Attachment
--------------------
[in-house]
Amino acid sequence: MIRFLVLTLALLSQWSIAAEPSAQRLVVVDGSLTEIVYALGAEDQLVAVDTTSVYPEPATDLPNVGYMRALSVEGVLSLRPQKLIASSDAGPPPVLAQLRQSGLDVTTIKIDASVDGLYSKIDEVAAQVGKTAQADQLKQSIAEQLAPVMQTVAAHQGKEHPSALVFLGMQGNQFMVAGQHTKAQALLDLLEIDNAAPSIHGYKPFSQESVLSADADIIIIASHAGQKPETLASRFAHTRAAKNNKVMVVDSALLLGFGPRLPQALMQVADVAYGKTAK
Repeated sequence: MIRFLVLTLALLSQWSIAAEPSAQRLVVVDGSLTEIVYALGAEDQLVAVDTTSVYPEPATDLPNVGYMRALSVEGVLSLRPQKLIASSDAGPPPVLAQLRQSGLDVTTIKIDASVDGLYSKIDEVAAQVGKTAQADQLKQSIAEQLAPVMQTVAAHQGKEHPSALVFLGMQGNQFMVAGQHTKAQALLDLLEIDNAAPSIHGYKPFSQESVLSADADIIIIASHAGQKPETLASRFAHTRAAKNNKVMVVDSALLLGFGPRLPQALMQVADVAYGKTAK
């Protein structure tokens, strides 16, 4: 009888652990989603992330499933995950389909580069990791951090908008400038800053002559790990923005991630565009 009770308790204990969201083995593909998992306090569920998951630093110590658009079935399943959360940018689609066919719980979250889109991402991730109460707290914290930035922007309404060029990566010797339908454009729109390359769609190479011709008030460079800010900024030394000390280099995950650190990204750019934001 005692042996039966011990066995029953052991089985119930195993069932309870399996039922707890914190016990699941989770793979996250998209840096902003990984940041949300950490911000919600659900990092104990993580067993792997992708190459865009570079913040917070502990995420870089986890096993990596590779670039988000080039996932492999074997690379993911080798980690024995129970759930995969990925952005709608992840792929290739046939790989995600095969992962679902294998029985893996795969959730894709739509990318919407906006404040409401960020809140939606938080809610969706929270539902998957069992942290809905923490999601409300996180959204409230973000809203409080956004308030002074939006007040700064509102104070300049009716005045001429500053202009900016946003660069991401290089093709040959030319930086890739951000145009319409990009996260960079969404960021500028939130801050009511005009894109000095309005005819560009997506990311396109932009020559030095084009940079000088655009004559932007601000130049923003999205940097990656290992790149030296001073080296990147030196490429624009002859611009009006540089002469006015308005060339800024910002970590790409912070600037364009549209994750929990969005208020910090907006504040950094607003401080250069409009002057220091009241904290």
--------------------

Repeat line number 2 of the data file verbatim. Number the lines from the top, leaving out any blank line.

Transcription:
Amino acid sequence: MIRFLVLTLALLSQWSIAAEPSAQRLVVVDGSLTEIVYALGAEDQLVAVDTTSVYPEPATDLPNVGYMRALSVEGVLSLRPQKLIASSDAGPPPVLAQLRQSGLDVTTIKIDASVDGLYSKIDEVAAQVGKTAQADQLKQSIAEQLAPVMQTVAAHQGKEHPSALVFLGMQGNQFMVAGQHTKAQALLDLLEIDNAAPSIHGYKPFSQESVLSADADIIIIASHAGQKPETLASRFAHTRAAKNNKVMVVDSALLLGFGPRLPQALMQVADVAYGKTAK